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tv   PBS News Hour  PBS  July 20, 2017 6:00pm-7:01pm PDT

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captioning sponsored by newshour productions, llc >> woodruff: good evening, i'm judy woodruff. on the newshour tonight, justice under fire. on the six month anniversary of his taking office, president trump goes public with his regret over his choice for attorney general, while blasting the f.b.i. and the special counsel investigating russia. then, stepping back in syria, president trump ends a covert operation arming rebel fighters, a move that eases pressure on both presidents assad and putin. plus, making sense of fears over the rise of artificial intelligence, and how to curb the future power of computers. >> how could you then ensure that you could control what those machines do? that they were beneficial? that they were aligned with
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human intentions? >> woodruff: all that and more on tonight's pbs newshour. >> major funding for the pbs newshour has been provided by: >> and by the alfred p. sloan foundation. supporting science, technology, and improved economic performance and financial literacy in the 21st century. >> carnegie corporation of new york. supporting innovations in education, democratic engagement, and the advancement of international peace and security. at carnegie.org. >> and with the ongoing support of these institutions: and individuals.
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>> this program was made possible by the corporation for public broadcasting. and by contributions to your pbs station from viewers like you. thank you. >> woodruff: president trump sounding off again. this time, as he observes the first half-year mark of his presidency, he's vented some very public criticism of his attorney general, and of other top justice officials, past and present. john yang begins our coverage. >> yang: attorney general jeff sessions made it clear today: he's not going anywhere for now. >> we love this job. we love this department. and i plan to continue to do so as long as that is appropriate. >> yang: that came after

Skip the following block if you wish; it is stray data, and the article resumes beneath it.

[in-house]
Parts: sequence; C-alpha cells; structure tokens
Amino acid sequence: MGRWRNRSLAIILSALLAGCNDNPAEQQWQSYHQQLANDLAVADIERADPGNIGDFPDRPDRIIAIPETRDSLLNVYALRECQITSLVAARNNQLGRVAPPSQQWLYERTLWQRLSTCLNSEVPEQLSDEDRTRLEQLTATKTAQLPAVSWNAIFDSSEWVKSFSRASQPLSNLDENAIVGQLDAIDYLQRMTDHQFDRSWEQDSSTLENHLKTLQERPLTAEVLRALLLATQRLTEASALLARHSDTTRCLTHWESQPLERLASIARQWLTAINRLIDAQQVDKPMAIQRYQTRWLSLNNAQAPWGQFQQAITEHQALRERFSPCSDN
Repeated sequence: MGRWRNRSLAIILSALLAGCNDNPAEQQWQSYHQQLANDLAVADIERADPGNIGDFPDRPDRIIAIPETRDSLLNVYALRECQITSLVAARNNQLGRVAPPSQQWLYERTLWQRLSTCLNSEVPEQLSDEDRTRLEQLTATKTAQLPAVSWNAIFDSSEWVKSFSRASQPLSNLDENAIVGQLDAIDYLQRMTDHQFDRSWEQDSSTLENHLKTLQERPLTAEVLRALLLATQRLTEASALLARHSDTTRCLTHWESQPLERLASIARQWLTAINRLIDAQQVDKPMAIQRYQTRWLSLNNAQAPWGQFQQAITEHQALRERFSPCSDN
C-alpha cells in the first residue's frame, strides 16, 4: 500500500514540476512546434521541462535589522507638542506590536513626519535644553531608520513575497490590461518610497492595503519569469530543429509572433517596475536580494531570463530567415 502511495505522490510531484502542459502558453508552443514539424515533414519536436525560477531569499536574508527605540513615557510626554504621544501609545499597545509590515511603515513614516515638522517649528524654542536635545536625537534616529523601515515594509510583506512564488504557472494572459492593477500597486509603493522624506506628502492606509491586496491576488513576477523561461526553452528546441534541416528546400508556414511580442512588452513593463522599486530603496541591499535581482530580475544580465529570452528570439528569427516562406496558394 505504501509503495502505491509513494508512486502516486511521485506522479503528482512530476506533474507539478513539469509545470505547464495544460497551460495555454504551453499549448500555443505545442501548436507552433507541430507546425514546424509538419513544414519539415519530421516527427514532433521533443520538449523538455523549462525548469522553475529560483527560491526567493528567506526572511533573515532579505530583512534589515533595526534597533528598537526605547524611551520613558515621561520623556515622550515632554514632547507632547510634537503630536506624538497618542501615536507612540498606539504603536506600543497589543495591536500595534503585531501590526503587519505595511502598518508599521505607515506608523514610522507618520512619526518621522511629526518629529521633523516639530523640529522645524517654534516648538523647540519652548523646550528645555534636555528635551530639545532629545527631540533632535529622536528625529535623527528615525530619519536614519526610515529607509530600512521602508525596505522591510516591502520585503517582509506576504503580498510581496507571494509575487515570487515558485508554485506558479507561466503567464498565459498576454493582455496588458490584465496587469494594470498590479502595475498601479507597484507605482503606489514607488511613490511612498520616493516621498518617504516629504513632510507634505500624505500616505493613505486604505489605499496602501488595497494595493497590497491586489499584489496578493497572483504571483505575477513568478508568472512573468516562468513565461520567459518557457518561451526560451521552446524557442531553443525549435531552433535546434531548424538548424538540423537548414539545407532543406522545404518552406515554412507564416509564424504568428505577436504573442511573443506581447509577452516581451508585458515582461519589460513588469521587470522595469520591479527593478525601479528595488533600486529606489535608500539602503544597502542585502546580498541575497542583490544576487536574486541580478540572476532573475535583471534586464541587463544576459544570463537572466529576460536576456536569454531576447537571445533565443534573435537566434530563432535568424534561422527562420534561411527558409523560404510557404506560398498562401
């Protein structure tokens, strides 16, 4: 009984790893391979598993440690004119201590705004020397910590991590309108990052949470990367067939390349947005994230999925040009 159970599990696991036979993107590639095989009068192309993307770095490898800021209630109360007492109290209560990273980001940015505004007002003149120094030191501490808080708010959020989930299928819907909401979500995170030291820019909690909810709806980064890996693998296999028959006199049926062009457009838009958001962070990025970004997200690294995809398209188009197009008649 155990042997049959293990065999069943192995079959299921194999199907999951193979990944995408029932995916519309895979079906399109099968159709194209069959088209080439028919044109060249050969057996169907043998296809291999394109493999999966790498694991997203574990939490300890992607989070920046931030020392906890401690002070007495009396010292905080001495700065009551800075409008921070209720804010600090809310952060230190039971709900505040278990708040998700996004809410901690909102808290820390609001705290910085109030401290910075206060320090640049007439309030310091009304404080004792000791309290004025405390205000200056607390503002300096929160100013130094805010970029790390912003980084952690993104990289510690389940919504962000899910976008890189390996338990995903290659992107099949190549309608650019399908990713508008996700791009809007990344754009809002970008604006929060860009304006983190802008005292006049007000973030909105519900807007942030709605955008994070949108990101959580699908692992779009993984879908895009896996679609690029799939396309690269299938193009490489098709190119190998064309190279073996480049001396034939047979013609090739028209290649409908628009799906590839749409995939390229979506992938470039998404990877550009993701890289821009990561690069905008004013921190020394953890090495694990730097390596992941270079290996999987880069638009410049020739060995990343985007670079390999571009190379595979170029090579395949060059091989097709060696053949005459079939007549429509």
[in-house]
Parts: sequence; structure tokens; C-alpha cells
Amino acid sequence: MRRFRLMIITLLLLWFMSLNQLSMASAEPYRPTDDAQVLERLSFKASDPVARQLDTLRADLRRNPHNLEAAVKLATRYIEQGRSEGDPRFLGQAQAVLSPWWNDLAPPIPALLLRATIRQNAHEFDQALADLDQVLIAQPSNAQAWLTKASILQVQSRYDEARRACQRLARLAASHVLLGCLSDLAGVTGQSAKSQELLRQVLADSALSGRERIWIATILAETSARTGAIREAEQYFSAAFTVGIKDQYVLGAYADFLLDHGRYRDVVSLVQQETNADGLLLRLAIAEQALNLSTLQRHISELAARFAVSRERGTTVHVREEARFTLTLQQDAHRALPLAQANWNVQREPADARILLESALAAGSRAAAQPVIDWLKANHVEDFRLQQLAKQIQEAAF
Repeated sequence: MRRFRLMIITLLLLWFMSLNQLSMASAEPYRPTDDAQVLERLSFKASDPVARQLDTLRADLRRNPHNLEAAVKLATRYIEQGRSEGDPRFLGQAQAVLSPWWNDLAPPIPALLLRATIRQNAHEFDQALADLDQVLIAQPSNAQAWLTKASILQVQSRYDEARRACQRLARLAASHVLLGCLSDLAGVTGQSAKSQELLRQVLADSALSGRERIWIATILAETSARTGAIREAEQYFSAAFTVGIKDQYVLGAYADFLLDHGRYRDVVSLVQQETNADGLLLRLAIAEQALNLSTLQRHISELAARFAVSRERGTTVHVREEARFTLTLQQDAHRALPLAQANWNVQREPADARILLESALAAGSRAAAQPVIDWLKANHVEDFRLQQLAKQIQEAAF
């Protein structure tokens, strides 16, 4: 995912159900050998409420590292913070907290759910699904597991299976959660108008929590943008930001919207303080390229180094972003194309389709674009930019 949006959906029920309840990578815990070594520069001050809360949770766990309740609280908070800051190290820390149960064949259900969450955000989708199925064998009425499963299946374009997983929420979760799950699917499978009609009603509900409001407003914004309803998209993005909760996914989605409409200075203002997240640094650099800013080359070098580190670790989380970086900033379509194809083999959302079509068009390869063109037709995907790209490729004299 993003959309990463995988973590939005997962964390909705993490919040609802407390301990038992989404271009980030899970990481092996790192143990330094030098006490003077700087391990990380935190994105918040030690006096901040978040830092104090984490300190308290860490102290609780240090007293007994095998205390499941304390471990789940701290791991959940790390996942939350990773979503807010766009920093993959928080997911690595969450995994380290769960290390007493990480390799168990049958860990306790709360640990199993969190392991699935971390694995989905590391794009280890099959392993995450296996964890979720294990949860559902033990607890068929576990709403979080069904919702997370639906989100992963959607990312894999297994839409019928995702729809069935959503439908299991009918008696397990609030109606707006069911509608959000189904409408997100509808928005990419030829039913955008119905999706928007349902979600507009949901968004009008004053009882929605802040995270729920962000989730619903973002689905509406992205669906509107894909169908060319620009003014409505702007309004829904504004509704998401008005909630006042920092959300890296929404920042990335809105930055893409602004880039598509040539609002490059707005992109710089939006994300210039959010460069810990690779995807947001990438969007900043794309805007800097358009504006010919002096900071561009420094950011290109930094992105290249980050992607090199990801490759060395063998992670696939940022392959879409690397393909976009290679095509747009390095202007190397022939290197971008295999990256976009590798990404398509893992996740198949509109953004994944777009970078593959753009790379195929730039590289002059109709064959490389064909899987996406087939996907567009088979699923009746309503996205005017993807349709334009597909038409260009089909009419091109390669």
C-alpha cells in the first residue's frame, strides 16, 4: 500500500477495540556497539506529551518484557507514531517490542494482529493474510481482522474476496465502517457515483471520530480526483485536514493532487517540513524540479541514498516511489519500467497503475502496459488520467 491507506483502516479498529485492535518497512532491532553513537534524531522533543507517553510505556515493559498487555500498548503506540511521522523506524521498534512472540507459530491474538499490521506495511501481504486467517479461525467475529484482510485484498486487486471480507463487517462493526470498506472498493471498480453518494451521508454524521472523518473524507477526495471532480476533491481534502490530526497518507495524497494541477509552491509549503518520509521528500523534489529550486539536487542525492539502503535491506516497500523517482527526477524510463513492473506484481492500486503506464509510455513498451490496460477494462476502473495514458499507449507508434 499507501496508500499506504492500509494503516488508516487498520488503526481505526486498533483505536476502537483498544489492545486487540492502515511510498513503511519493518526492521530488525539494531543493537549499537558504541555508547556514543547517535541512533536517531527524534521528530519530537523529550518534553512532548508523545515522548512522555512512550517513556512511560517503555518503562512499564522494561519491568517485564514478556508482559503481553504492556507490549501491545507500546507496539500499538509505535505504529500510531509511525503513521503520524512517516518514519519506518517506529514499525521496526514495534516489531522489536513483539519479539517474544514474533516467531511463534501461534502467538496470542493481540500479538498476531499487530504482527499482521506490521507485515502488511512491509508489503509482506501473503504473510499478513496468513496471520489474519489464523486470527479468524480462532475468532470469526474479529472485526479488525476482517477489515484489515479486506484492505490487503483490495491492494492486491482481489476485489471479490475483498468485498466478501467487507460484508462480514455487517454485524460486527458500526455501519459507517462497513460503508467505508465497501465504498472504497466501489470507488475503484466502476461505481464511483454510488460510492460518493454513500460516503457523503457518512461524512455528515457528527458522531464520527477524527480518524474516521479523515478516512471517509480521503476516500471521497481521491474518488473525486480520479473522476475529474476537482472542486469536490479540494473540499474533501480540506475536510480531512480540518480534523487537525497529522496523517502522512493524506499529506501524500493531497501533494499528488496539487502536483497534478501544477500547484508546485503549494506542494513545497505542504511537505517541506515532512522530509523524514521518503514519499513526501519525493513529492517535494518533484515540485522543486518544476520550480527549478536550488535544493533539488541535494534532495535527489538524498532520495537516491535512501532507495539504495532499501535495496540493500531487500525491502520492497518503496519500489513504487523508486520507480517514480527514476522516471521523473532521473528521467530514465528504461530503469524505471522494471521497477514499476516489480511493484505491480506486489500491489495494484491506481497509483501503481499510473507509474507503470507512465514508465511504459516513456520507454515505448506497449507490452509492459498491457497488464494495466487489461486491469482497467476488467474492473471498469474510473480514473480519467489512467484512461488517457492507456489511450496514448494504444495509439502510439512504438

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president trump's sharp rebuke of sessions in a "new york times" interview for disqualifying himself from the russia investigation. >> how do you take a job and then recuse yourself? if he had recused himself before the job, i would have said, 'thanks, jeff, but i can't, you know, i'm not going to take you.' it's extremely unfair, and that's a mild word, to the president. >> yang: mr. trump also said sessions "gave some bad answers" in his senate confirmation hearing when he failed to disclose meetings with the russian ambassador. while the white house said the president still has confidence in sessions, mr. trump's comments mark a public break from one of his earliest supporters. it also suggests that mr. trump's anger with sessions is still fresh more than four months after the attorney general recused himself. in the 50-minute interview, mr. trump leveled a new allegation about why fired f.b.i. director james comey told him about the uncorroborated contents of a salacious dossier before
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inauguration day: "in my opinion, he shared it so that i would think he had it out there." he was asked. as leverage? "yeah, i think so, in retrospect." the president also appeared to warn special counsel robert mueller to limit his investigation. >> if mueller was looking at your finances and your family finaces, unrelated to russia-- is that a red line? >> would that be a breach of what his actual charge is? >> i would say, 'yeah.' i would say, 'yes.' >> yang: could mueller's investigation go there? greg farrell is a "bloomberg news" investigative reporter. >> that's what this is all about. they have to look into trump's own finances and see if there's been any unusual benefit beyond the purchase of apartments, if there's anything unusual about all the business transactions that have taken place over many years between russian nationals and him. >> yang: although the white house said the president does not "intend" to fire mueller, his comments still raised red flags for some senate judiciary committee democrats. >> what we're watching is an